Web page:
Wednesday, April 6, 2011

Tuesdays Umbrellas of Intrigue

Today my co-blogger Red is discussing two medical dramas from PNW authors!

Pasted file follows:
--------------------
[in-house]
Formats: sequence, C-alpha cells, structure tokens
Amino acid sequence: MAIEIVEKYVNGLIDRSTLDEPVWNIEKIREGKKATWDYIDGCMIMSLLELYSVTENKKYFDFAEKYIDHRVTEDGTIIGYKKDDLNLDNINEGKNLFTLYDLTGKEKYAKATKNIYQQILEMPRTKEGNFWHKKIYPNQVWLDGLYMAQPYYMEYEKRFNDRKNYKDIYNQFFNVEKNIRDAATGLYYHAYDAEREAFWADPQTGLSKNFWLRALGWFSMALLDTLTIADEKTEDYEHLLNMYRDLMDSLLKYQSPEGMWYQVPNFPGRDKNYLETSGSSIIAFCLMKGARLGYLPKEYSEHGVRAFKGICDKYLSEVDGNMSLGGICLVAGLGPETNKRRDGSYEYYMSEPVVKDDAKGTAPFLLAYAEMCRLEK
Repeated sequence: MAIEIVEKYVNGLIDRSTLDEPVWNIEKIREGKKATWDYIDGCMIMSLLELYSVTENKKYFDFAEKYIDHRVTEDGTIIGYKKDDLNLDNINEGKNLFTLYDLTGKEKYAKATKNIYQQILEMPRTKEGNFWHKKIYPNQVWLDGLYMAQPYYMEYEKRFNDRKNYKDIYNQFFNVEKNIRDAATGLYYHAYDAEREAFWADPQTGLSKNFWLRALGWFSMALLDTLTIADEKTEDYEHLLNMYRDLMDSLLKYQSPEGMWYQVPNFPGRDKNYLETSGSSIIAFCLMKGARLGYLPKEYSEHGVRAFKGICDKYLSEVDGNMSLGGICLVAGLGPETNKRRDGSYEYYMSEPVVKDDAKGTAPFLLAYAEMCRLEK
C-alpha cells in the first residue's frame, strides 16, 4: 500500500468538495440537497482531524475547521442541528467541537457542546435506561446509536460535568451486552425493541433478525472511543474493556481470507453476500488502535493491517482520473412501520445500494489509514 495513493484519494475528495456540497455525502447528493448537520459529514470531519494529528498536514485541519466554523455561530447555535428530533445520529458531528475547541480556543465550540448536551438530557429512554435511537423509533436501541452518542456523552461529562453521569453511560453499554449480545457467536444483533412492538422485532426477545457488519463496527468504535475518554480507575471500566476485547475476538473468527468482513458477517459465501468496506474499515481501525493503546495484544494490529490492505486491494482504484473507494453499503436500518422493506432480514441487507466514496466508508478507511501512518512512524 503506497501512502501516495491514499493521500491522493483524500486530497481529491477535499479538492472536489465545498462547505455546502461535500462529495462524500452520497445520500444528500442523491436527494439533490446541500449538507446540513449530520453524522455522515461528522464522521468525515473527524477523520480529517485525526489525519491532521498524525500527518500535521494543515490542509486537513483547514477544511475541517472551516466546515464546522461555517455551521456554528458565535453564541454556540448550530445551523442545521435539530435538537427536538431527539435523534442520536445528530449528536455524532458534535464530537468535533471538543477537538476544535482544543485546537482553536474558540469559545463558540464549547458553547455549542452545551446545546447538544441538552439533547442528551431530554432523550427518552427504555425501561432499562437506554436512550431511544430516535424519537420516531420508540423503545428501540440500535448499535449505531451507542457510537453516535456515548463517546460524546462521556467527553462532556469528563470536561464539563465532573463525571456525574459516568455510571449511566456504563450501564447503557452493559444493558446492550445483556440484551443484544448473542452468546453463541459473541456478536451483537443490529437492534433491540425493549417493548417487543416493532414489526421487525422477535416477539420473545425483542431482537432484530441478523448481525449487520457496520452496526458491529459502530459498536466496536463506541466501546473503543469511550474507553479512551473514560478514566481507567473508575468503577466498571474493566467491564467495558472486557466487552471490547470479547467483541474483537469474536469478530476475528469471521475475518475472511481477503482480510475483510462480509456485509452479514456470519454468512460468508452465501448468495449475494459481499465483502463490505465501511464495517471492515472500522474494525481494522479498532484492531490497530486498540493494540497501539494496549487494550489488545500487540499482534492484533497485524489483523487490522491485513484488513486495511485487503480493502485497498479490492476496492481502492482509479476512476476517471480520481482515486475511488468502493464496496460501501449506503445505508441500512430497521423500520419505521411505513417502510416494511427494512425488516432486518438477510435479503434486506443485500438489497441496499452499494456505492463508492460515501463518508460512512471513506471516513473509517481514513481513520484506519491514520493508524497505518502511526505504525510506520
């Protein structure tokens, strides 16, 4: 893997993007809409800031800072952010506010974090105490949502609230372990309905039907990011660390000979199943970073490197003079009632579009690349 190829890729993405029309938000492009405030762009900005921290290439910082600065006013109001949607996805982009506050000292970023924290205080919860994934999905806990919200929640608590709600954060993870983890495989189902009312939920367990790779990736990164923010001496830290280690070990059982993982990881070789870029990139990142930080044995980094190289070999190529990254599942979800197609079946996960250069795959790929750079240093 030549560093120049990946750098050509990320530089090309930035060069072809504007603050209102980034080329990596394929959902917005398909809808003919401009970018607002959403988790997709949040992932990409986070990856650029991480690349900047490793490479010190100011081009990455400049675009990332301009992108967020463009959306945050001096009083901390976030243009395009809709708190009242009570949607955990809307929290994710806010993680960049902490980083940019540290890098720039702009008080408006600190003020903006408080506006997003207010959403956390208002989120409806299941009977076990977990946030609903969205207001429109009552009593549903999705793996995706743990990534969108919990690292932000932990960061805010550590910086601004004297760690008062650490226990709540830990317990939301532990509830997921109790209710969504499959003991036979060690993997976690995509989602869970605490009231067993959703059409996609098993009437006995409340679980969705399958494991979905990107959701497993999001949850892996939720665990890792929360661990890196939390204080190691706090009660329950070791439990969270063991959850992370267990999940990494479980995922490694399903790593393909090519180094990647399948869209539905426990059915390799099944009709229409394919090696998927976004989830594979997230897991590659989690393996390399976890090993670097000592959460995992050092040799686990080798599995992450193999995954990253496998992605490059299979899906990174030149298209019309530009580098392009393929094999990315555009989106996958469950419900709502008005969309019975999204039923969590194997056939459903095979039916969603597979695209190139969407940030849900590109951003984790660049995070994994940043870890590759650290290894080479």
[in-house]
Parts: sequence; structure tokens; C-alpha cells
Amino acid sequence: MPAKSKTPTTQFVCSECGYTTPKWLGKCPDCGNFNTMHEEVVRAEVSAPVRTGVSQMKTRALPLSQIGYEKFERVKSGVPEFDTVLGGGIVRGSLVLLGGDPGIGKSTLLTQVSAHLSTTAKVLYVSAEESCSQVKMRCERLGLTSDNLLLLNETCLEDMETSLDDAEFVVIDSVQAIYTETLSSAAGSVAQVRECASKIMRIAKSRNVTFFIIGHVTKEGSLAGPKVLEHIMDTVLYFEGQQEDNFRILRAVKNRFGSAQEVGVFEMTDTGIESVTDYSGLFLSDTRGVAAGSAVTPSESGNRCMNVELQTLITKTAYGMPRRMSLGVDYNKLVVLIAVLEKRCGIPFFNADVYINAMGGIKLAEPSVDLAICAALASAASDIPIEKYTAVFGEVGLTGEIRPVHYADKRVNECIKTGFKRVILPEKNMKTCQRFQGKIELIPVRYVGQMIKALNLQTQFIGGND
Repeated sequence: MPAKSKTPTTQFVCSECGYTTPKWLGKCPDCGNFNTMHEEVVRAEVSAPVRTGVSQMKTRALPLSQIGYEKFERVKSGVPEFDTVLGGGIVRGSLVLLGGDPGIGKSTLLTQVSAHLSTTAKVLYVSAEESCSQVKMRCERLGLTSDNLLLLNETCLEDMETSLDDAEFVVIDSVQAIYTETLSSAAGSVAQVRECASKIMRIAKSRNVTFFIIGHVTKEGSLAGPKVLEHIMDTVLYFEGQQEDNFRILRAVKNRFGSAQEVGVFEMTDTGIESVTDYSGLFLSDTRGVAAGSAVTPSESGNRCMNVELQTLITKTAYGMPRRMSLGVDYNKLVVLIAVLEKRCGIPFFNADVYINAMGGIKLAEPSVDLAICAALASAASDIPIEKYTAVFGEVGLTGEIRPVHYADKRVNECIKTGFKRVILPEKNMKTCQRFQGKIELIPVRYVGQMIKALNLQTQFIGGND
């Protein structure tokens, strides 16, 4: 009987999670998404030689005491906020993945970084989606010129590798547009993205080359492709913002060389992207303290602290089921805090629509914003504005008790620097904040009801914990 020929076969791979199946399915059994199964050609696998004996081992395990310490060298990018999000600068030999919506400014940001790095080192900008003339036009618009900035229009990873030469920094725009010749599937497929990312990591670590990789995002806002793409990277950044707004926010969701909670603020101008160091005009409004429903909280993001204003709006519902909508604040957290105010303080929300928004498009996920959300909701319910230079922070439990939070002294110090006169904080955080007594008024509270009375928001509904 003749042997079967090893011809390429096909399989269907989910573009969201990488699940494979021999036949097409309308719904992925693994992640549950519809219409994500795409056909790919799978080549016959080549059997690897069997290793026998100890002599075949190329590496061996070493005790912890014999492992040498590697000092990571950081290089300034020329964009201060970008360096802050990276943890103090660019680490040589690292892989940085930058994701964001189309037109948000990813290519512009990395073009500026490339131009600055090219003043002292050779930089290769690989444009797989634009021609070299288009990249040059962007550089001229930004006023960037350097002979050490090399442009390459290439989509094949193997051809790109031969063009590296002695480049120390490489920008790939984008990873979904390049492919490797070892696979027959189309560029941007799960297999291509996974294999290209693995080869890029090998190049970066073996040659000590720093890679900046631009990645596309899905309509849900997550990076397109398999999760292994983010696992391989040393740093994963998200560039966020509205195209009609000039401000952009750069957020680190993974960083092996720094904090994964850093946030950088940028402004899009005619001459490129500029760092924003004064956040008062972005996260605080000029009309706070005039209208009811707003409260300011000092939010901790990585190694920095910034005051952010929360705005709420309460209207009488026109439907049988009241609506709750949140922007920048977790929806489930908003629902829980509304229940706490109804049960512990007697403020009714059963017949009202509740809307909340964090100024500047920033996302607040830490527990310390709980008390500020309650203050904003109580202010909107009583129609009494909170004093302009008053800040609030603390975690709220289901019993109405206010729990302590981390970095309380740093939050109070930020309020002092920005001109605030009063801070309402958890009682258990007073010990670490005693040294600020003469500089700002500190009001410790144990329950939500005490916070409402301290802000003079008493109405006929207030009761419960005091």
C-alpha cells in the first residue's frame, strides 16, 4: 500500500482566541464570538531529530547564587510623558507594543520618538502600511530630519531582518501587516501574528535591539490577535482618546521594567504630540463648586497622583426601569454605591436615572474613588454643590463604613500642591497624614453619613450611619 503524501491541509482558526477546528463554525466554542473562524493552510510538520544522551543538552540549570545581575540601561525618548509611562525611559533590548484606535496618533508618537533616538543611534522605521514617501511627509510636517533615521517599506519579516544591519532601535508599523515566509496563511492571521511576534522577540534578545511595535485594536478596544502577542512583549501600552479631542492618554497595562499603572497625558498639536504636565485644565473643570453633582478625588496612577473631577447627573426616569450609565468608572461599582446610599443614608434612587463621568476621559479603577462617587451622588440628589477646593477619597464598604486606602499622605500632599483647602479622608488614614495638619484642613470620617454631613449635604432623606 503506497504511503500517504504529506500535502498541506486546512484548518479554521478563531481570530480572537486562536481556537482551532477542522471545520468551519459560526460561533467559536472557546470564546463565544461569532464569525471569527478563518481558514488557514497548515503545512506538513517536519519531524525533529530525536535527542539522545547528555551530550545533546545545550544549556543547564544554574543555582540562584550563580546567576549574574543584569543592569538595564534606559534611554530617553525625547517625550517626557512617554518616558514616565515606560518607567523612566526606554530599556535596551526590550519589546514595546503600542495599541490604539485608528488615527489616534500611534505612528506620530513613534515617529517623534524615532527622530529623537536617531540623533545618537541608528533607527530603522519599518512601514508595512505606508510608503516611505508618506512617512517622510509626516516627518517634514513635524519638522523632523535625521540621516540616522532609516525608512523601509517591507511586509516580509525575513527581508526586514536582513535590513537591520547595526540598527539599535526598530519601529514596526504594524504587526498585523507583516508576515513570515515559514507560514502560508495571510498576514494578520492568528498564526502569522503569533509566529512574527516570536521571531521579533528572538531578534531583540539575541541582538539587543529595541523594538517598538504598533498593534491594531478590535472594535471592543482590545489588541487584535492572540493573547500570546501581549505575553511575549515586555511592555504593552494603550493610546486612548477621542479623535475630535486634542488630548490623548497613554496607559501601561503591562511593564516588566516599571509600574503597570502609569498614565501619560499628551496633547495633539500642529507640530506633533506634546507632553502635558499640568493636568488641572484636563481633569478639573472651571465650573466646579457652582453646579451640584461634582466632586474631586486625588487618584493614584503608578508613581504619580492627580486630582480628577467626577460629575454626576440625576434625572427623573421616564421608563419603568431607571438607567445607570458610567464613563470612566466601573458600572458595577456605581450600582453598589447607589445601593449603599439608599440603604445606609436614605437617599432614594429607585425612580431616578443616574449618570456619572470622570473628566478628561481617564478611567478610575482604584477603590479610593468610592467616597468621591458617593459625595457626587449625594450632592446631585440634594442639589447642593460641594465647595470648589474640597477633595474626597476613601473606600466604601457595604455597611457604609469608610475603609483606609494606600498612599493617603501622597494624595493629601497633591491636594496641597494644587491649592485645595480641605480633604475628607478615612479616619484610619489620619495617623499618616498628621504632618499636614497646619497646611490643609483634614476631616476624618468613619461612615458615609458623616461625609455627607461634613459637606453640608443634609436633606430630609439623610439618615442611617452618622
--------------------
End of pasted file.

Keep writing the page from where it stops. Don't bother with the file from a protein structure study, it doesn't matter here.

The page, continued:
I recently read two well written new fiction books in the 'medical drama' category. (I may have made that genre up, but can't think how else to describe them. They aren't really thrillers or even mysteries, just have dramatic elements surrounding medical issue with some history thrown in.) The titles are A Fierce Radiance by Lauren Belfer, (2010) and Of Flesh and Blood (2010) by Daniel Kalla, a PNW writer. A word of warning – both books do involve a death of a child; not easy to contemplate but handled well and not the whole focus. The first one, A Fierce Radiance takes place mainly in New York City in the 1940s. It tells the previously un-explored (in fiction, to my knowledge) story of the development of penicillin. The author, Lauren Belfer, drew upon a great deal of research (the book was published over ten years after her previous work!**) into the circumstances of how the discovery of life-saving penicillin was finally produced and marketed to save a multitude of human lives. The author has stated that she was inspired by the family story of an uncle she never knew, who died as a child from some minor infection, during the long years when someone could be destroyed by a “cut on the knee.” She creates a likeable group of characters to surround the medical plot and even manages to get a mysterious death and a romance into the mix. Her main character is a feisty divorced woman with a son who is about 8, and who has a rising career as a photographer for Life magazine. Belfer does a nice job of mixing in real elements from that time period - popular culture, the Rockefeller Foundation where the research really took place, the outbreak of World War II and the effects on the home front, and details about the city. In the course of her job, Claire Shipley meets physician James Stanton and a relationship ensues. The murder of his sister, corporate intrigue involving her estranged father, and both of their involvements in national war efforts are among the complicated plot elements. I especially like her use of images that make the story memorable and unique, for example the frequent references to the early production of penicillin in the medical labs portrayed as glowing green substances in rows of bedpans and milk bottles (the cheapest most readily available vessels that would work.) There are of course some imperfections one could point out about this ambitious book but it is a darn good read, very engrossing and informative while reading. ** Lauren Belfer published City of Light in 1999 to much acclaim. Set in 1901 Buffalo NY, it also encompasses memorable characters set amongst a wide scope of historical details about Niagara Falls, electricity, and then Pres. McKinley. Of Flesh and Blood by Daniel Kalla is a similar book, yet there's a quite different tone or focus to it. It is more grounded in the present day, where a battle of ethics ensues at a Pacific Northwest privately funded medical center, similar to famous Children’s Hospitals that treat cancer and other serious diseases. This fictional facility is located near Seattle and draws the rich and famous, from all over, who require top-notch medical care. That’s also how they fund their policy of never refusing treatment to those who can’t pay. The novel has a lot of characters, and as one would expect when some of them are oncologists, a lot of death occurs. There’s also a subplot about one couple’s fertility and another about family intrigue and greed. This novel actually has two settings and sets of characters: the present day one and a historical one in alternating chapters. While certainly not an unusual plan for today's books, I did wish this book didn’t have quite so many characters to keep track of, especially since, other than the start of a new chapter, the reader has to adjust to an unnecessarily complicated leap to the historical plot of the hospital’s origins. Sorting out the relationships of the two clashing founding families became a bit tedious. However, this book is also an absorbing read and the narrative flows fairly well. The author is a real-life emergency room physician in Vancouver, so the medical details are quite – real— and maybe this book is not for the squeamish. He has written a number of other books with medical themes.

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